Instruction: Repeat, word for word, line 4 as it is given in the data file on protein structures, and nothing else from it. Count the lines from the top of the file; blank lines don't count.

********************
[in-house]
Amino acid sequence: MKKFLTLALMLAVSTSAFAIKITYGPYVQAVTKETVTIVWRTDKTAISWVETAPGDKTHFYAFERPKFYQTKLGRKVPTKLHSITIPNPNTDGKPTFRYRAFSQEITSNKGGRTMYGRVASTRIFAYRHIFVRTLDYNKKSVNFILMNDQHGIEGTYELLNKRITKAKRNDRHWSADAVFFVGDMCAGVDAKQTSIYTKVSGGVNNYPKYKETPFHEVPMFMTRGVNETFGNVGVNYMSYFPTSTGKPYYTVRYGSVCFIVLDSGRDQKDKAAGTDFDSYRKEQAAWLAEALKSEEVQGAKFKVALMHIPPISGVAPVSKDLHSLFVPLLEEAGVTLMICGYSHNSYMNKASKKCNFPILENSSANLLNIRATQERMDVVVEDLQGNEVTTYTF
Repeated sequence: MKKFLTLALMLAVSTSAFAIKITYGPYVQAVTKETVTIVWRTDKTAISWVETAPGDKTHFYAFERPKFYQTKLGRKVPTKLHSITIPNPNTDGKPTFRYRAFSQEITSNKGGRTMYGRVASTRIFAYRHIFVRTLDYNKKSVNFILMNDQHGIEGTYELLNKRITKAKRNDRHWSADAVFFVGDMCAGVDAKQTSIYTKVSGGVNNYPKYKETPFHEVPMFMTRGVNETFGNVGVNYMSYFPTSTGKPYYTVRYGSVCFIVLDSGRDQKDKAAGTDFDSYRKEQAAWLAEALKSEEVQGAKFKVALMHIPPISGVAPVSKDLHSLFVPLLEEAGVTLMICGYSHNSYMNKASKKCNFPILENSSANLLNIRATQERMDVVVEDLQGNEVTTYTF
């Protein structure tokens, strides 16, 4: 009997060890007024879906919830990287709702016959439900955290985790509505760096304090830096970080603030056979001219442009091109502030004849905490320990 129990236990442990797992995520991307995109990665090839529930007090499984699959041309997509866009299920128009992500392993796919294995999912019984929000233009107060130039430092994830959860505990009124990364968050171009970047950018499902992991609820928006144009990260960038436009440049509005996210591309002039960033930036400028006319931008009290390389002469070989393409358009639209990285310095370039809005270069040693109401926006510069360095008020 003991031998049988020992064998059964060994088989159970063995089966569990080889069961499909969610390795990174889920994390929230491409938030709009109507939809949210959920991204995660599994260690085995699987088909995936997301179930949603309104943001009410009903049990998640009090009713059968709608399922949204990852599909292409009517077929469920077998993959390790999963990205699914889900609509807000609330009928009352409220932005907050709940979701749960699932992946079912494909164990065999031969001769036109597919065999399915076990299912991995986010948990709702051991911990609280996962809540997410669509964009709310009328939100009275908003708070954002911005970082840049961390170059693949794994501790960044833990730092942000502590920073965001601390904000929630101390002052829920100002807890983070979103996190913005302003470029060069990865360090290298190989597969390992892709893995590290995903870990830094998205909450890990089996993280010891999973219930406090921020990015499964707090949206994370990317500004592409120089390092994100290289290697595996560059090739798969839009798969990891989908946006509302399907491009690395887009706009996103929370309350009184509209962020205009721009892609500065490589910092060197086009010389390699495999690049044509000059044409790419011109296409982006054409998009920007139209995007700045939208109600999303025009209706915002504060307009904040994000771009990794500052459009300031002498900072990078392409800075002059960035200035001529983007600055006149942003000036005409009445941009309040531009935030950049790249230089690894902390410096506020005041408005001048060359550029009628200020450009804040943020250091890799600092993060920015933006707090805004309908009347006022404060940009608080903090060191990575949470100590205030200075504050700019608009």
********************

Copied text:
């Protein structure tokens, strides 16, 4: 009997060890007024879906919830990287709702016959439900955290985790509505760096304090830096970080603030056979001219442009091109502030004849905490320990 129990236990442990797992995520991307995109990665090839529930007090499984699959041309997509866009299920128009992500392993796919294995999912019984929000233009107060130039430092994830959860505990009124990364968050171009970047950018499902992991609820928006144009990260960038436009440049509005996210591309002039960033930036400028006319931008009290390389002469070989393409358009639209990285310095370039809005270069040693109401926006510069360095008020 003991031998049988020992064998059964060994088989159970063995089966569990080889069961499909969610390795990174889920994390929230491409938030709009109507939809949210959920991204995660599994260690085995699987088909995936997301179930949603309104943001009410009903049990998640009090009713059968709608399922949204990852599909292409009517077929469920077998993959390790999963990205699914889900609509807000609330009928009352409220932005907050709940979701749960699932992946079912494909164990065999031969001769036109597919065999399915076990299912991995986010948990709702051991911990609280996962809540997410669509964009709310009328939100009275908003708070954002911005970082840049961390170059693949794994501790960044833990730092942000502590920073965001601390904000929630101390002052829920100002807890983070979103996190913005302003470029060069990865360090290298190989597969390992892709893995590290995903870990830094998205909450890990089996993280010891999973219930406090921020990015499964707090949206994370990317500004592409120089390092994100290289290697595996560059090739798969839009798969990891989908946006509302399907491009690395887009706009996103929370309350009184509209962020205009721009892609500065490589910092060197086009010389390699495999690049044509000059044409790419011109296409982006054409998009920007139209995007700045939208109600999303025009209706915002504060307009904040994000771009990794500052459009300031002498900072990078392409800075002059960035200035001529983007600055006149942003000036005409009445941009309040531009935030950049790249230089690894902390410096506020005041408005001048060359550029009628200020450009804040943020250091890799600092993060920015933006707090805004309908009347006022404060940009608080903090060191990575949470100590205030200075504050700019608009």